Archive for January, 2008

When the CEO goes Adrift in the Channels of Business Communication

January 29, 2008

Inspired by some recent comments posted by Don, here’s a little story that might drive home some of the points I’ve tried to make in my posts filed under the Never Fail to Amaze category. The names of the companies mentioned here are fictitious but the events really happened.

I was working for EFG Company. We were a mid-sized firm in the throes of slumping sales and profits. The CEO had recently met with the Board of Directors as well as some consultants that they had brought in to help pull things out of the doldrums. The stockholders were not happy with our financial results. We were all waiting to see what new directive would be coming down the pike. Something goofy always seemed to happen after these events.

It was January and the beginning of a new fiscal year as well as our newly mandated “breakout” period. Each week and particularly at the beginning of the month, we’d have a management meeting to discuss the forecast for the month and the progress towards meeting it. The customer service manager would always report on open sales orders. The sales forecast was a key indicator and driver of the upcoming month’s activity. As the customer service manager led us down the open order list, the CEO frantically interrupted in an excited manner, “What’s going on with these NABCO orders?” he snapped, “This can’t be right. These orders are down 50% from last month!” The customer service manager replied that the NABCO orders were received electronically and that was what the latest data exchange indicated. “That can’t be right,” reiterated the CEO, “I recently spoke with NABCO’s president, Don Black. He told me that orders would be unchanged.” The customer service manager repeated that the orders had always been received electronically and were always right on the mark. The CEO was unimpressed. “I want a full investigation into this and a report back tomorrow. Either you’ve made a mistake or you’re obviously not getting the right information.”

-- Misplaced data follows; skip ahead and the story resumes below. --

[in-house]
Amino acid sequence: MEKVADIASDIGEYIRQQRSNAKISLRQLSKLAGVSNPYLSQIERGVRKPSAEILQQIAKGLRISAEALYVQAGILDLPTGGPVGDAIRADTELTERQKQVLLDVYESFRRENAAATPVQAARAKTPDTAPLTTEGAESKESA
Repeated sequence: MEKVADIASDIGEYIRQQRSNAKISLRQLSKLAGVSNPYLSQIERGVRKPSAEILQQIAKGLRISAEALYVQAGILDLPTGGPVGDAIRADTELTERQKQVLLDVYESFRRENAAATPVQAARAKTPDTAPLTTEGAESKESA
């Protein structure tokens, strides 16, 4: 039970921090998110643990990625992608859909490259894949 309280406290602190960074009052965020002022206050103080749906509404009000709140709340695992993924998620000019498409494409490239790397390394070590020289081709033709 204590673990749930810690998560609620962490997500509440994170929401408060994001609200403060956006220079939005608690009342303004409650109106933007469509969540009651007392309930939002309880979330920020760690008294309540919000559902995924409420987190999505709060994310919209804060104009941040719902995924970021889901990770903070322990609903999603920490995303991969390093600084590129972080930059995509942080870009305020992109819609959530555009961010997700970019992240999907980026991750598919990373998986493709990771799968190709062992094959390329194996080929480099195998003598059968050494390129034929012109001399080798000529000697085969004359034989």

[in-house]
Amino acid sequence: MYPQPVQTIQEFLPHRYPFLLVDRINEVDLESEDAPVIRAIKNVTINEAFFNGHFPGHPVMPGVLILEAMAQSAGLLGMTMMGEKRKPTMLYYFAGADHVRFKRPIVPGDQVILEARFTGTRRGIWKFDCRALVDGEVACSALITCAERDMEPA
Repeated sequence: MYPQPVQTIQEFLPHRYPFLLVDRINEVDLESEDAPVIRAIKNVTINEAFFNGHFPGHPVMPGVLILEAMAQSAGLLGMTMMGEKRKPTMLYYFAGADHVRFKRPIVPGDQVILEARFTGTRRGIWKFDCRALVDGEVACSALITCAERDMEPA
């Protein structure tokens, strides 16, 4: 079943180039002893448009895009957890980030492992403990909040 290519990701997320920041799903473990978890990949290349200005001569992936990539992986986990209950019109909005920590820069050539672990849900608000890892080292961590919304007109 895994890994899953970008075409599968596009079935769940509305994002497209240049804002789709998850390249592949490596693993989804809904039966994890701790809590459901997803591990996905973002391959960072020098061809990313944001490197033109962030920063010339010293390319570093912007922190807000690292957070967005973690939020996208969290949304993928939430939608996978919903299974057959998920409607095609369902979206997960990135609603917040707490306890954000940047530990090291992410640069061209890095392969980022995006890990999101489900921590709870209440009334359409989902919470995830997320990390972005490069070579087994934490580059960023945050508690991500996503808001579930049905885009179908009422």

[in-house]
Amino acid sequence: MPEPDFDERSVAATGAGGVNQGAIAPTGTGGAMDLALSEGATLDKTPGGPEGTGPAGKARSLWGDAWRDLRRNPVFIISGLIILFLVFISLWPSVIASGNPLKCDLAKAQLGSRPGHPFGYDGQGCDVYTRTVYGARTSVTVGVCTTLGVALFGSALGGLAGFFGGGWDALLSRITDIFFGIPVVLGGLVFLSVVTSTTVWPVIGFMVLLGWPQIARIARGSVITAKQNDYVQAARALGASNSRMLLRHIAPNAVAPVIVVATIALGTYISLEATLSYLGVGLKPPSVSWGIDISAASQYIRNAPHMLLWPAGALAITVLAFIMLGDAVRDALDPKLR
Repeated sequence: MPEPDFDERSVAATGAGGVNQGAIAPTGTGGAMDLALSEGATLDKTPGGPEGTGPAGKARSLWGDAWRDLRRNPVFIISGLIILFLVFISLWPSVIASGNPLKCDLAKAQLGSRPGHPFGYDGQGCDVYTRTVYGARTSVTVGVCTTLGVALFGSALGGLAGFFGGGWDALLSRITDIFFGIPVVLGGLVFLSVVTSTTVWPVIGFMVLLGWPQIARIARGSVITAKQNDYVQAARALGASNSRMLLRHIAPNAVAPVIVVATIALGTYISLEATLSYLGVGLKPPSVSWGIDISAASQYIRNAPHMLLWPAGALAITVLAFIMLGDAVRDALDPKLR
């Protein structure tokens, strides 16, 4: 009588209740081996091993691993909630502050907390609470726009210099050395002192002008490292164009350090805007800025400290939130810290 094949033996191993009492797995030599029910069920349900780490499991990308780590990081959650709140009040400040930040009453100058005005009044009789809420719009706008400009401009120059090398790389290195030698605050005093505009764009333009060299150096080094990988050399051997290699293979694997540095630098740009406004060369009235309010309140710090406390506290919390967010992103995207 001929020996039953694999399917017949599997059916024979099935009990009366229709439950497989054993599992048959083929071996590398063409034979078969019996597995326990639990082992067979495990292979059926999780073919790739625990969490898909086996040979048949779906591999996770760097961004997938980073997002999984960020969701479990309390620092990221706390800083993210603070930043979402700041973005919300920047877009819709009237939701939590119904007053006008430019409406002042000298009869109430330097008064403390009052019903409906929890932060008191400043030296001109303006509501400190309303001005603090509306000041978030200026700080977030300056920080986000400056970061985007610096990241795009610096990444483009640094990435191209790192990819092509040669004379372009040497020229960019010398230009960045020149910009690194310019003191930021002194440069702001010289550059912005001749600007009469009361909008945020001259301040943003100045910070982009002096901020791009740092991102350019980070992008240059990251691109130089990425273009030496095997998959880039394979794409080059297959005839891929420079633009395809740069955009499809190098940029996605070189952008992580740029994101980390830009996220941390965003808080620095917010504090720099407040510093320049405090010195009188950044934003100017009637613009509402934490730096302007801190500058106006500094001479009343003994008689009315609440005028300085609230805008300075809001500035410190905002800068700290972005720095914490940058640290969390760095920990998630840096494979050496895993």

NABCO had been a customer for several years. They were a huge corporation and we only had dealings with one of their smaller divisions. As a supplier to NABCO, we were probably in their “peanuts” category. They represented about 10% of our sales. We all knew that the orders from their plant in Kansas City were received via EDI. We could not understand the CEO’s fixation on the issue.

The next day, we met again. The customer service manager reported that the electronic data exchange had been verified and the orders were correct. “I don’t believe that!” interjected the CEO, “You can’t just rely on electronic data. Don Black told me that the orders hadn’t changed. That’s the whole problem here at EFG. There’s too much reliance on electronics and data. We need more personal relationships with our customers. You’d better develop a personal contact at NABCO and get the straight dope!”

Ah ha! It was the old “develop personal relationships with the customers” catchphrase. That must have been the latest mandate and “Programme du jour“ dictated by the board and consultants. Based on prior history, we figured that this new focus on customer contact development was being triggered by a requirement to increase EFG’s sales and market share. EFG hadn’t prospected any new customers or developed any new products in years. It made sense that the board would push for this.

Sales had always been within the personal purview of the CEO. He fashioned himself as a sales “guru” but never really accomplished anything. He must have received a strong message of disapproval and strict marching orders. We middle managers knew that since the blame for poor performance always had to be shared, (You know how bad things always roll down hill.) we’d catch the brunt of it all. If the new theme pushed by the consultants was developing personal customer relationships, then the original context of that message or to whom it was being aimed was irrelevant. WE needed to correct OUR behaviors. The CEO would teach us. We now understood what “wild goose” we’d be chasing and why.